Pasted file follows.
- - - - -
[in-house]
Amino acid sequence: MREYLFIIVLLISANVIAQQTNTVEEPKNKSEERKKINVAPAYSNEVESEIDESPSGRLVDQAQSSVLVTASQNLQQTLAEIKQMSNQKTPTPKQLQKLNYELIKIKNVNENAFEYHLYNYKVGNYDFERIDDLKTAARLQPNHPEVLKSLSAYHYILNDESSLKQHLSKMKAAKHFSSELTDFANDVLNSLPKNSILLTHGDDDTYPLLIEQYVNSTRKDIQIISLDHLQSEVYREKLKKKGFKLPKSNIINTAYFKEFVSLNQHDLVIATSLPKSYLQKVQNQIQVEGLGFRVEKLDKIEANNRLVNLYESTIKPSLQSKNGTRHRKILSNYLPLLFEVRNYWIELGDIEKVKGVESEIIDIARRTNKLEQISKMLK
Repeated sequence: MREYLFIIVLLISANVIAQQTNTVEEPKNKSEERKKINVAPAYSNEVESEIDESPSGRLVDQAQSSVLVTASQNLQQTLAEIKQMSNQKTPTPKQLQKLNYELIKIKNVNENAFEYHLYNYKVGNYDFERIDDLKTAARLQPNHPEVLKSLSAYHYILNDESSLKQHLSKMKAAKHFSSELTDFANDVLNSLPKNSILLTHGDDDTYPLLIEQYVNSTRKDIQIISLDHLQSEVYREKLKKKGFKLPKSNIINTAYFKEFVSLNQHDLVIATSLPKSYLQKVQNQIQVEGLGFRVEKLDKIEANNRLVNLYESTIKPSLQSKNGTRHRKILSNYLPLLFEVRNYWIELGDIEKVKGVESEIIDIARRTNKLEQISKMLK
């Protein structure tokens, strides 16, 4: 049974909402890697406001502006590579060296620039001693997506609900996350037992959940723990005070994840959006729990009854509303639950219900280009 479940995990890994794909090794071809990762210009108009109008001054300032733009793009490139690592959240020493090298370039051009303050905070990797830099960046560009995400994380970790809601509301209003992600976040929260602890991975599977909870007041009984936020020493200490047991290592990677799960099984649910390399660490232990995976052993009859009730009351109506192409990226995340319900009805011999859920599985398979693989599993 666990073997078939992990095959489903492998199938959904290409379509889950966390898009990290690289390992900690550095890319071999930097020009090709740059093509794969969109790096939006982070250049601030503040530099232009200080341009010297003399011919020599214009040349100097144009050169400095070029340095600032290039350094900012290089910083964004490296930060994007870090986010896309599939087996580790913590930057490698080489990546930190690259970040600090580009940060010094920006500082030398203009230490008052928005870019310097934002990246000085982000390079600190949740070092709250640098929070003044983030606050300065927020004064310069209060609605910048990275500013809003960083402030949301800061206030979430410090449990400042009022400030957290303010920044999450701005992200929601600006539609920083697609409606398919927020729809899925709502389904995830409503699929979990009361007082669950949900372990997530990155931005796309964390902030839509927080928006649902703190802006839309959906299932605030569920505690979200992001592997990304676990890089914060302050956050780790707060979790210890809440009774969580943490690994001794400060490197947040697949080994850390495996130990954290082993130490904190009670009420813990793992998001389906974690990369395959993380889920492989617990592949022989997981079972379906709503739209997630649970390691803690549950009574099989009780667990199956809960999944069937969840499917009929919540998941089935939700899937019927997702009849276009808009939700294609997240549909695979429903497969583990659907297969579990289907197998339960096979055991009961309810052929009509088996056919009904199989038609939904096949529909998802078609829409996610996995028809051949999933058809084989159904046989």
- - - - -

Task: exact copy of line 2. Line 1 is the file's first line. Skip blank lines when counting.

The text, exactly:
Amino acid sequence: MREYLFIIVLLISANVIAQQTNTVEEPKNKSEERKKINVAPAYSNEVESEIDESPSGRLVDQAQSSVLVTASQNLQQTLAEIKQMSNQKTPTPKQLQKLNYELIKIKNVNENAFEYHLYNYKVGNYDFERIDDLKTAARLQPNHPEVLKSLSAYHYILNDESSLKQHLSKMKAAKHFSSELTDFANDVLNSLPKNSILLTHGDDDTYPLLIEQYVNSTRKDIQIISLDHLQSEVYREKLKKKGFKLPKSNIINTAYFKEFVSLNQHDLVIATSLPKSYLQKVQNQIQVEGLGFRVEKLDKIEANNRLVNLYESTIKPSLQSKNGTRHRKILSNYLPLLFEVRNYWIELGDIEKVKGVESEIIDIARRTNKLEQISKMLK